We will pursue the mentoring plan we have followed with previous BLISS students, blending individual and group meetings with conference calls and frequent emails. Lab mentors will provide direct guidance and will work actively and closely with students to ensure successful completion of projects and a beneficial professional development experience for the students. For instance, students will meet one-on-one with lab mentors to discuss project progress, as well as how tasks within the projects can be best shaped to meet the students’ ultimate career goals. Exact research experiences, projects, and mentoring plans will be guided by student interests. In addition to gaining valuable hands-on clinical research experience, students will also be encouraged to attend lab meetings and trainings, such as a training of community-based mental health professionals in an evidence-based, modular psychotherapy. All of the technical and professional skills that students will gain with our lab mentorship can serve as an excellent foundation for future independent research projects. This BLISS experience will be especially relevant to students who plan to pursue graduate study in clinical psychology or clinical psychological science. Our lab has sponsored two recent BLISS students. One these students graduated from Harvard in 2019, had multiple publications, received multiple grad school offers, and is now a graduate student in the clinical psychology PhD program at Penn. The other student graduated from Harvard in December, 2019, has multiple publications, and is now receiving offers to interview at multiple prominent PhD programs in clinical psychology.
The most important attributes students need in our lab are attention to detail, punctuality, and a respectful, professional attitude. All the lab-related skills will be learned through hands-on activity and trainings with the lab mentors. Previous coursework in abnormal/clinical psychology, including a focus on intervention research and statistics would be helpful.
Decision Science Lab Internship | Minson, Iliopoulou, & Leonard
The Harvard Decision Science Laboratory (HDSL) is a university-wide bio-behavioral research facility serving investigators from a variety of disciplines exploring the science of decision making. A research assistant here will get exposure to fields such as behavioral economics, organizational behavior, social and educational psychology. Researchers at Harvard and other universities, ranging from senior faculty to undergraduate researchers, and private/public external organizations use the lab to investigate how emotion, neuroscience, and cognitive processes combine to shape human judgment and decision-making.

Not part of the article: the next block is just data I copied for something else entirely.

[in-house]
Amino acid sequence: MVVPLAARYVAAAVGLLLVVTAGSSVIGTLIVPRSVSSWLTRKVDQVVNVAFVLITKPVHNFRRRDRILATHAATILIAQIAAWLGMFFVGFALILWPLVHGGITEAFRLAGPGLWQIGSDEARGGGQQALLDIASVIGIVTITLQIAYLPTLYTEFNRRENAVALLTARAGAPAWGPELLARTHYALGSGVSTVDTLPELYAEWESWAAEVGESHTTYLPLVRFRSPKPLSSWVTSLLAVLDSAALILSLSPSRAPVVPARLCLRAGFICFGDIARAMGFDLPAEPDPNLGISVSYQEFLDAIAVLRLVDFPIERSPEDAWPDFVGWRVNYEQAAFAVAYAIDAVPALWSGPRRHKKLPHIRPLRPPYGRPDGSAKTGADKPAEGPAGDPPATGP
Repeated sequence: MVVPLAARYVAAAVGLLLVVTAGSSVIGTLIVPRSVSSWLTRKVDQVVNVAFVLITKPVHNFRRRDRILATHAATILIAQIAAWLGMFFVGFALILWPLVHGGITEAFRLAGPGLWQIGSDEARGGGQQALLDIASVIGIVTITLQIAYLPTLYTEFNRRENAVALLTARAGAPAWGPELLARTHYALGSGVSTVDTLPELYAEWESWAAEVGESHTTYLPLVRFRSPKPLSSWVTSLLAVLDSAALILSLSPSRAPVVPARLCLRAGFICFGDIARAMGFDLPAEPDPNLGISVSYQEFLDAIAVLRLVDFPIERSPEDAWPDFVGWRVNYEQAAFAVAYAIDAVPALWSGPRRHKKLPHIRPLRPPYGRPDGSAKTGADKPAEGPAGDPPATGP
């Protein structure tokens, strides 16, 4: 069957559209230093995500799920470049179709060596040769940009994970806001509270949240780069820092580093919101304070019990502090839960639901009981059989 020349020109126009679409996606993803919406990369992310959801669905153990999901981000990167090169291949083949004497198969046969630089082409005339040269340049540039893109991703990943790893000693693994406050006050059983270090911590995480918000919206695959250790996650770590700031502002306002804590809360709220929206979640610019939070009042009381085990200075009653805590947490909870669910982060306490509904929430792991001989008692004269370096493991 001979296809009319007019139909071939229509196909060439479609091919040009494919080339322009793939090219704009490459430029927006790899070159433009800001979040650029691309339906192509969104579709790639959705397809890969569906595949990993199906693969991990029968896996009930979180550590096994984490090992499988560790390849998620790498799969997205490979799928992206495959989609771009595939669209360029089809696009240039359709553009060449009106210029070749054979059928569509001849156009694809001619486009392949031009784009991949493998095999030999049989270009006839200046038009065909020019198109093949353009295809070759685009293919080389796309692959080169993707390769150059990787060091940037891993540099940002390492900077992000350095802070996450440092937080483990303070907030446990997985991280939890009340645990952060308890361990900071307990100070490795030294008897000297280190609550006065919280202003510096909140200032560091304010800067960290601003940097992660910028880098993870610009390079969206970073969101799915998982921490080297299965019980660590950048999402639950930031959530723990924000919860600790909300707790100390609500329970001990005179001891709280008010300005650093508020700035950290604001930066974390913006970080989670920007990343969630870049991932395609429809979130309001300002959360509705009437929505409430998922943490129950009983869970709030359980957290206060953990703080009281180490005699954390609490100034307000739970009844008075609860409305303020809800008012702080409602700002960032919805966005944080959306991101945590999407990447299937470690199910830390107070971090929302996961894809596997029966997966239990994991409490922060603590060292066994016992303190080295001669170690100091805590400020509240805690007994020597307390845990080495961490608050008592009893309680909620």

In addition to working on Professor Julia Minson's research on judgment, collaboration, and social influence, the BLISS fellow will assist the lab staff with research tasks for other investigators involved in the lab. Day-to-day at HDSL can be very different depending on current needs; the BLISS fellow might be at the front desk checking in and out participants, in a lab room conducting experiments, or helping researchers design and test studies. You will work with experimenters in the conceptualization and design of their experiments; conduct studies designed with MediaLab, z-Tree, E-Prime, MatLab, or Qualtrics; and interact with participants in the lab. Working at HDSL is a unique opportunity to: (1) be exposed to a wide variety of research methods; (2) gain experience in designing, improving, and running effective studies; (3) develop an understanding of current trends and approaches in the behavioral sciences; and (4) apply behavioral science concepts to everyday verbal and written communication, and to projects and processes that promote the growth of the lab.
Undergraduates from all disciplines are welcome to apply, as we support a diverse pool of investigators. We do recommend that students have taken an introductory course in economics and/or psychology. We are especially excited about applicants with an interest in decision science and an ability to stay organized and collected when asked to multitask on the multitude of research running at our lab.
From Having to Being: Self-Worth and the Current Crisis of American Society | Lamont & Robey (Sociology)
Michele Lamont, Professor of Sociology and of African and African American Studies and the Robert I. Goldman Professor of European Studies at Harvard University; Derek Robey, Doctoral Student in Sociology
I am developing a book tentatively titled “From Having to Being: Self-Worth and the Current Crisis of American Society.” With growing inequality, the American Dream is becoming less effective as a collective myth. With its focus on material success, competition, and self-reliance, the intensified diffusion of neoliberal scripts of the self is leading the upper-middle class toward a mental health crisis while the working class and low-income groups do not have the resources needed to live the dream. African-Americans, Latinos, and undocumented immigrants, who are presumed to lack self-reliance, face more rigid boundaries. One possible way forward is broadening cultural membership by promoting new narratives of hope centered on a plurality of criteria of worth, ‘ordinary universalism’ and destigmatizing stigmatized groups.
A BLISS Fellow would perform content analysis of interviews as well as help review relevant literatures.